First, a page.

UPDATED: Volvo S60 Inscription is the first Chinese made car to be sold in the US

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Updated 1/13/15: Volvo has confirmed that the S60 Inscription sold in the United States will be made in China.

Volvo’s trip to Detroit this year was marked by two new versions of the S60. The S60 Cross Country and the S60 Inscription. Compared to Volvo’s take on the AMC Eagle, the S60 Inscription may not be that entertaining, but this lengthened version of Volvo’s luxury sedan is probably far more useful.

Beneath the fancy name the Inscription is essentially just the S60L, which has already been on sale in Europe and China for some time. The big selling point of this stretched wheelbase S60 is an additional 3.4 inches of rear leg room.

Not only does this added space move the S60 Inscription comfortably into the segment lead for rear seat legroom it is also a much needed improvement. The S60 is in many respects a great car, but rear passengers over about five feet ten inches will have a tough time noticing anything but knee pain.

Now tall passengers will be able to relax and notice some fine Scandinavian detailing like walnut trim, silk metal, and 19-inch wheels unique to the Inscription edition.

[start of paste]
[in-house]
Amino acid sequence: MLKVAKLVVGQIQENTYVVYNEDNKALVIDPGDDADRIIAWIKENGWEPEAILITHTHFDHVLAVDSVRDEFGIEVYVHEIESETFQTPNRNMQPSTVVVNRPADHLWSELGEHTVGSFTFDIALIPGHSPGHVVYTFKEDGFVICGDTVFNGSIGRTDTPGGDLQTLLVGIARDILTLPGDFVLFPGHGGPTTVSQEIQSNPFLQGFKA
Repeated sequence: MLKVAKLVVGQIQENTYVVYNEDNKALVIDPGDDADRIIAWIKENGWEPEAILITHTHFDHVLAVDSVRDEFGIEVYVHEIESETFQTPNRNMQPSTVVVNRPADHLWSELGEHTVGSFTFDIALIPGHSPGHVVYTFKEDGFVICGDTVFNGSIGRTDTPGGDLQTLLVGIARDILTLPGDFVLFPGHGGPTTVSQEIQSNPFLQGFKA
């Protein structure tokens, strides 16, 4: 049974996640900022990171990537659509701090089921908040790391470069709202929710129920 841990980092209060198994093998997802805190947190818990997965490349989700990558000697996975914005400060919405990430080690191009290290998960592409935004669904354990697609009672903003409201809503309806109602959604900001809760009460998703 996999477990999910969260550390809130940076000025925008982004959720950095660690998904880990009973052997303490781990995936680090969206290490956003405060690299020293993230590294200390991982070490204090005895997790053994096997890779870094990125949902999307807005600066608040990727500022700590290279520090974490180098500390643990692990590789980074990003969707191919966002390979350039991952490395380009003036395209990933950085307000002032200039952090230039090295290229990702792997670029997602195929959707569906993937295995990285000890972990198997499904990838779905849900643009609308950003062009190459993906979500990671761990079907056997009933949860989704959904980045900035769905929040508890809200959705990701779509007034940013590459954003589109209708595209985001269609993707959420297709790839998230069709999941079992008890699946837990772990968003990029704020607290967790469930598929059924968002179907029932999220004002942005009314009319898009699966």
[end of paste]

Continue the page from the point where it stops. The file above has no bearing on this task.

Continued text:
Perhaps the most significant thing about the S60 Inscription may not be anything about the car itself, but instead its origins. Volvo has confirmed reports from this summer, that the long wheelbase S60 Inscriptions sold in the United States will be manufactured in China.

Volvo was purchased from Ford by Chinese company Geely in 2010, since that time Volvo has opened a number of manufacturing plants in China. One of the cars made there is the S60L; long wheelbase sedans being extremely popular in China.

This makes the Volvo S60 Inscription the first Chinese built car to be sold in the United States. A significant milestone in the automotive industry. The challenge for Volvo is overcoming long held prejudices about the quality of Chinese made products. This will be doubly difficult because Volvo is not selling a bargain form of transportation but a luxury sedan. Still, consumers have gotten more than used to buying iPhones made in China, so perhaps cars will be no different.

No doubt other automakers, not least domestic Chinese automakers, will watch this story closely to see how American consumers react.

Regardless of the Chinese connection the S60 Inscription should fill an important niche for Volvo, as well as offering its tall Nordic customers to stretch their legs in the backseat.